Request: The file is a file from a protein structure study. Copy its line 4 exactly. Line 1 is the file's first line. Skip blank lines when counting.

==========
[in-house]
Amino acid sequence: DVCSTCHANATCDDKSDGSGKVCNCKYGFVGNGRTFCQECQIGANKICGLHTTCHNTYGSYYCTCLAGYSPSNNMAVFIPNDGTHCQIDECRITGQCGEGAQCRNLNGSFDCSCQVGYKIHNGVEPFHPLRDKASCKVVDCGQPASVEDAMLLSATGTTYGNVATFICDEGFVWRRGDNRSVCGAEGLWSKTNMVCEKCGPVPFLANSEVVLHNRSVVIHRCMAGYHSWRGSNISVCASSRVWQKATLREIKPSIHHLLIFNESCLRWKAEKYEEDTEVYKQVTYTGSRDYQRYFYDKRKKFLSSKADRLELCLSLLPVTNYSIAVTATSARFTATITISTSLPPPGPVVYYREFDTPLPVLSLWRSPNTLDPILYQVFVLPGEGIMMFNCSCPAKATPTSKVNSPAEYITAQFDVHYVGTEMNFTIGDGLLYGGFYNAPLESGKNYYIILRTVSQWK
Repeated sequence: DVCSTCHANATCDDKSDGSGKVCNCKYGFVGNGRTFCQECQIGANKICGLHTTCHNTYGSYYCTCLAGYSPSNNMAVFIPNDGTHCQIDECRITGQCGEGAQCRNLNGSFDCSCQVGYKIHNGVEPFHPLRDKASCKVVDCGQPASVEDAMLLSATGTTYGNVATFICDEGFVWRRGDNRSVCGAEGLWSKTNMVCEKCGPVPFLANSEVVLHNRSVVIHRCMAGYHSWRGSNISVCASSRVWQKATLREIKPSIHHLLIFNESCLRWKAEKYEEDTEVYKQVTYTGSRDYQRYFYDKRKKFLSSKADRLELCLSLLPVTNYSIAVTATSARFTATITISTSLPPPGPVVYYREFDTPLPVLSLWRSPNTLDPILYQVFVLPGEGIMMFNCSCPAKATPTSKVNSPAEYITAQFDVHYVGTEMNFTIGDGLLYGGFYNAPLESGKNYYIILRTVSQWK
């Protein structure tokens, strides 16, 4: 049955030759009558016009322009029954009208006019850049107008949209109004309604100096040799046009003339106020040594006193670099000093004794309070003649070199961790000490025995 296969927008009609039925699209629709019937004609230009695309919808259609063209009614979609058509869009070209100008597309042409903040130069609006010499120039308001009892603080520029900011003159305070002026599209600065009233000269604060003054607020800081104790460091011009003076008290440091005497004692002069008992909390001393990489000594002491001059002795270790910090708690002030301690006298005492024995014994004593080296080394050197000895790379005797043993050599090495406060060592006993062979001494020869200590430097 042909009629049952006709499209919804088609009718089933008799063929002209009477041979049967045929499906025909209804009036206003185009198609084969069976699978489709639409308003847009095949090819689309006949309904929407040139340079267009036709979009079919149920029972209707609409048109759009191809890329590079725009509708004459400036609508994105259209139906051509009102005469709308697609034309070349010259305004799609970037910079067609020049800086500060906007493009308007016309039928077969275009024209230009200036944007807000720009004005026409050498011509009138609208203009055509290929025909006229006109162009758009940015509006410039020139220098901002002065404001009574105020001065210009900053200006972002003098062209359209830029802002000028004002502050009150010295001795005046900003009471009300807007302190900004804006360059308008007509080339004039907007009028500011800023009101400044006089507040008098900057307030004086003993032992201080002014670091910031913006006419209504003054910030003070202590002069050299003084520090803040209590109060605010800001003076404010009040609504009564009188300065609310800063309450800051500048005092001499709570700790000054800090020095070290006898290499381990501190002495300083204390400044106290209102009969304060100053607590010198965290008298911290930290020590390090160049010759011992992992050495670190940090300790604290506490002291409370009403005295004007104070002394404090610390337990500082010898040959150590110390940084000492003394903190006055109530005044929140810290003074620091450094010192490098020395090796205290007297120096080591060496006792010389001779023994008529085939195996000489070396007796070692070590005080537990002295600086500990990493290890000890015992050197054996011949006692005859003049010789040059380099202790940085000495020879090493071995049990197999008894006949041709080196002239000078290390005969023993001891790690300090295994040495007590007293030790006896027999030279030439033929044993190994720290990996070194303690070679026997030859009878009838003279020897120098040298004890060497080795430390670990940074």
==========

């Protein structure tokens, strides 16, 4: 049955030759009558016009322009029954009208006019850049107008949209109004309604100096040799046009003339106020040594006193670099000093004794309070003649070199961790000490025995 296969927008009609039925699209629709019937004609230009695309919808259609063209009614979609058509869009070209100008597309042409903040130069609006010499120039308001009892603080520029900011003159305070002026599209600065009233000269604060003054607020800081104790460091011009003076008290440091005497004692002069008992909390001393990489000594002491001059002795270790910090708690002030301690006298005492024995014994004593080296080394050197000895790379005797043993050599090495406060060592006993062979001494020869200590430097 042909009629049952006709499209919804088609009718089933008799063929002209009477041979049967045929499906025909209804009036206003185009198609084969069976699978489709639409308003847009095949090819689309006949309904929407040139340079267009036709979009079919149920029972209707609409048109759009191809890329590079725009509708004459400036609508994105259209139906051509009102005469709308697609034309070349010259305004799609970037910079067609020049800086500060906007493009308007016309039928077969275009024209230009200036944007807000720009004005026409050498011509009138609208203009055509290929025909006229006109162009758009940015509006410039020139220098901002002065404001009574105020001065210009900053200006972002003098062209359209830029802002000028004002502050009150010295001795005046900003009471009300807007302190900004804006360059308008007509080339004039907007009028500011800023009101400044006089507040008098900057307030004086003993032992201080002014670091910031913006006419209504003054910030003070202590002069050299003084520090803040209590109060605010800001003076404010009040609504009564009188300065609310800063309450800051500048005092001499709570700790000054800090020095070290006898290499381990501190002495300083204390400044106290209102009969304060100053607590010198965290008298911290930290020590390090160049010759011992992992050495670190940090300790604290506490002291409370009403005295004007104070002394404090610390337990500082010898040959150590110390940084000492003394903190006055109530005044929140810290003074620091450094010192490098020395090796205290007297120096080591060496006792010389001779023994008529085939195996000489070396007796070692070590005080537990002295600086500990990493290890000890015992050197054996011949006692005859003049010789040059380099202790940085000495020879090493071995049990197999008894006949041709080196002239000078290390005969023993001891790690300090295994040495007590007293030790006896027999030279030439033929044993190994720290990996070194303690070679026997030859009878009838003279020897120098040298004890060497080795430390670990940074």